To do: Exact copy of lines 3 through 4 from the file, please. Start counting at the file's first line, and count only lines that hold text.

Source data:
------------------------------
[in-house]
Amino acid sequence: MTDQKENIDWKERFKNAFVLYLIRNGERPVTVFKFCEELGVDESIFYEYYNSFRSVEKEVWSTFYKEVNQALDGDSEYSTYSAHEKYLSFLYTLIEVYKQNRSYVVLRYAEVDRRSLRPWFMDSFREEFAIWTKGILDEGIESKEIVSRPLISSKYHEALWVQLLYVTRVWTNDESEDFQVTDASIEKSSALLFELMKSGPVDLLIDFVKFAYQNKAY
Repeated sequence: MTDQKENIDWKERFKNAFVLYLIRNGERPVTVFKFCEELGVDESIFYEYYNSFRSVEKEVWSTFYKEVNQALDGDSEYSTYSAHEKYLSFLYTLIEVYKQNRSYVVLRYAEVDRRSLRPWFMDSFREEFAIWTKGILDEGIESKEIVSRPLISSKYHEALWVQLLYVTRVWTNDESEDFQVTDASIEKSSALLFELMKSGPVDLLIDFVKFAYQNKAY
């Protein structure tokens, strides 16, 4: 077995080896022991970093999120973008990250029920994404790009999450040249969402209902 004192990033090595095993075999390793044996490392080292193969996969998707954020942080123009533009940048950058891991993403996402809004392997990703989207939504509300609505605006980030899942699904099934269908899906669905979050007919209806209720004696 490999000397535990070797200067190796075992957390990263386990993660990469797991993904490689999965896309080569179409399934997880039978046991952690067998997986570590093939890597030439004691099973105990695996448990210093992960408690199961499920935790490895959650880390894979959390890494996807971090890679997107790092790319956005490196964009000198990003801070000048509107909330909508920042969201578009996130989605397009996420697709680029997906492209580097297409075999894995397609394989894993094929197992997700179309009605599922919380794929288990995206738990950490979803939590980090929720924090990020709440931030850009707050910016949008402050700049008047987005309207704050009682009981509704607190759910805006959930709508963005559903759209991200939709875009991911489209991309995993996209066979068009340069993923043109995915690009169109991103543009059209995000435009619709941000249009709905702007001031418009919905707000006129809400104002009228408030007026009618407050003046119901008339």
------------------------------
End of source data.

Repeated sequence: MTDQKENIDWKERFKNAFVLYLIRNGERPVTVFKFCEELGVDESIFYEYYNSFRSVEKEVWSTFYKEVNQALDGDSEYSTYSAHEKYLSFLYTLIEVYKQNRSYVVLRYAEVDRRSLRPWFMDSFREEFAIWTKGILDEGIESKEIVSRPLISSKYHEALWVQLLYVTRVWTNDESEDFQVTDASIEKSSALLFELMKSGPVDLLIDFVKFAYQNKAY
């Protein structure tokens, strides 16, 4: 077995080896022991970093999120973008990250029920994404790009999450040249969402209902 004192990033090595095993075999390793044996490392080292193969996969998707954020942080123009533009940048950058891991993403996402809004392997990703989207939504509300609505605006980030899942699904099934269908899906669905979050007919209806209720004696 490999000397535990070797200067190796075992957390990263386990993660990469797991993904490689999965896309080569179409399934997880039978046991952690067998997986570590093939890597030439004691099973105990695996448990210093992960408690199961499920935790490895959650880390894979959390890494996807971090890679997107790092790319956005490196964009000198990003801070000048509107909330909508920042969201578009996130989605397009996420697709680029997906492209580097297409075999894995397609394989894993094929197992997700179309009605599922919380794929288990995206738990950490979803939590980090929720924090990020709440931030850009707050910016949008402050700049008047987005309207704050009682009981509704607190759910805006959930709508963005559903759209991200939709875009991911489209991309995993996209066979068009340069993923043109995915690009169109991103543009059209995000435009619709941000249009709905702007001031418009919905707000006129809400104002009228408030007026009618407050003046119901008339």